Trying to scoffold an activity so it fits into a short term means that certain details must be surfaced, processes prepared and scaffolds erected. The “builders academy” is a summary of the tutorial zone on planet Obscura and focusses on skills particular to this building task:
I made a machinema demonstrating techniques, and talking them through more regular tidy building practises, in the hope that if they do not want to read the worded instructions, they might take notice of a human voice modelling what they have to do. I am getting quite good at “multi-modal” explanations, and this is something that Virtual Worlds are particularly good for.
The idea is that cybernauts model, in 3D the readings they have taken in the field. The modelling then creates a 3D representation of the ore body in situ so they can then decide, based on researched costs and benefits, the most appropriate way to extract the ore.We present them with a “builders pallette” of the objects they need to complete the build – in this instance they are semi-transparent blocks that stack neatly, each representing different mineralisation readings. You can also see in the pit there is a starter grid, centred on the ore body, so they can start building from there without having to worry about aligning, scale and have an idea of extent and scope. Each pit has a “spoils” area to one side, so that later when they are demonstrating the mining technique they have selected, tehr eis somewhere to put their mined waste – again a nice demonstration of the fact that the stuff you dig up and discard has to go somewhere.
Most 3D worlds have limits, Activeworlds more than most in some regards, but I learned some valuable lessons in highly intensive, densely packed object arrays by trying to complete the activity we are asking the cybernauts to do, myself.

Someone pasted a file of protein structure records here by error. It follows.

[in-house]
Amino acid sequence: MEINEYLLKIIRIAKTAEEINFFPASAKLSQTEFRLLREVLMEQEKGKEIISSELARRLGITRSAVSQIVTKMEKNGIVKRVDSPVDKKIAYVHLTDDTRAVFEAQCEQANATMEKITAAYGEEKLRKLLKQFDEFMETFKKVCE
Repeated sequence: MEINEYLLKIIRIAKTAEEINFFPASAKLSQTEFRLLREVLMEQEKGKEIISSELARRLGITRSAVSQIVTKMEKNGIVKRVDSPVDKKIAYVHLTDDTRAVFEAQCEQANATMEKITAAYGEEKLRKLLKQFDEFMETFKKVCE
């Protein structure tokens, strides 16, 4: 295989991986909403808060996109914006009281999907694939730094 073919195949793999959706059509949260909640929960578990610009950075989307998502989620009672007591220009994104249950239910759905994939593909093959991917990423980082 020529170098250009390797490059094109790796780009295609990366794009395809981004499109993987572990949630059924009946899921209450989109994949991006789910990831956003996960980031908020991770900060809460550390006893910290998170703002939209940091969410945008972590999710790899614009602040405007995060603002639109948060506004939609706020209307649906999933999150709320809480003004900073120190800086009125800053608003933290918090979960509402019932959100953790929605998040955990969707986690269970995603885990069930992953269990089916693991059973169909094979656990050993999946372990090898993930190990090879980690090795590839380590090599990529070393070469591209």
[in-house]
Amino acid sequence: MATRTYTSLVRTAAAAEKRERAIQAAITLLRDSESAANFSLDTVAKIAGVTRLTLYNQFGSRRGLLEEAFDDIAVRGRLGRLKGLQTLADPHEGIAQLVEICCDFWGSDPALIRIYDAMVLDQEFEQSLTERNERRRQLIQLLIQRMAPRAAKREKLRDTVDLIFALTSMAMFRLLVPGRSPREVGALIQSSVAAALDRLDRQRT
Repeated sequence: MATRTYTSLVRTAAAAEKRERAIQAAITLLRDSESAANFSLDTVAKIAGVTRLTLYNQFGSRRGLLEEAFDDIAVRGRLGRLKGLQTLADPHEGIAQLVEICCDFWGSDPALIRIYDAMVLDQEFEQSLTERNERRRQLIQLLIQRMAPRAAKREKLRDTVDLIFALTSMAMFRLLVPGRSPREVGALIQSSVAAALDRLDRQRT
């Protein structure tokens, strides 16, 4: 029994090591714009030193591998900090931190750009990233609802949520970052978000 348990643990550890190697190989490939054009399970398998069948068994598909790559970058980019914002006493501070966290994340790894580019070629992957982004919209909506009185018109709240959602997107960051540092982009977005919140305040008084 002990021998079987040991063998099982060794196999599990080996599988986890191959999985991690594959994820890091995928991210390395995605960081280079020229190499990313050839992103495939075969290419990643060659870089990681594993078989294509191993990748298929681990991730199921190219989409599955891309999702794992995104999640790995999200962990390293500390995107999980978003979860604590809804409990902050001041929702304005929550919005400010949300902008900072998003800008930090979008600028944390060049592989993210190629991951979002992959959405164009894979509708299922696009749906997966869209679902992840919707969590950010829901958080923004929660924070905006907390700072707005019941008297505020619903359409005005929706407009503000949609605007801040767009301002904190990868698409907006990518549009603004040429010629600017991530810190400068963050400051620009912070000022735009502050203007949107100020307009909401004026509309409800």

There is this thing called a “cell limit”, it is a PHYSICAL MEMORY limit the world, and I am guessing the rendering engine have whereby the total assets for a grid cell are limited. Each object instance, the NAME of the object, any ACTION scripting applied and any DESCRIPTION add to the storage requirements for that object. In the above screenshot you can see a rather sparse area of the world and a highlighted object alerts us to the fact that we have consumed 52% of the cell limit in that cell (you can see the cell grid in green and the current cell in red). This large cell usage can be explained when you realise there are 135 objects in that cell, most with HUGE names, most with create scripts etc.
This became a critical problem when I was testing the pit construction. Originally I had the blocks with lovely long names, and create scripts and a lovely long description in each – this meant that when I was 2/3 of the way through the building of my model, the WORLD prevented me from building any more in that cell … oops.
The solution was a re-making of ALL blocks (I changed the actual objects to be coloured and transparent in my 3D modelling program rather than do it with scripts in-world), gave them all tiny names (m1 .. m7) and pruned their descriptions down. the upshot of this is that I realise the object catalog that exists currently contains some obscenely wasteful object data – sure the names are descriptive but …
I like it that I am still learning in this project.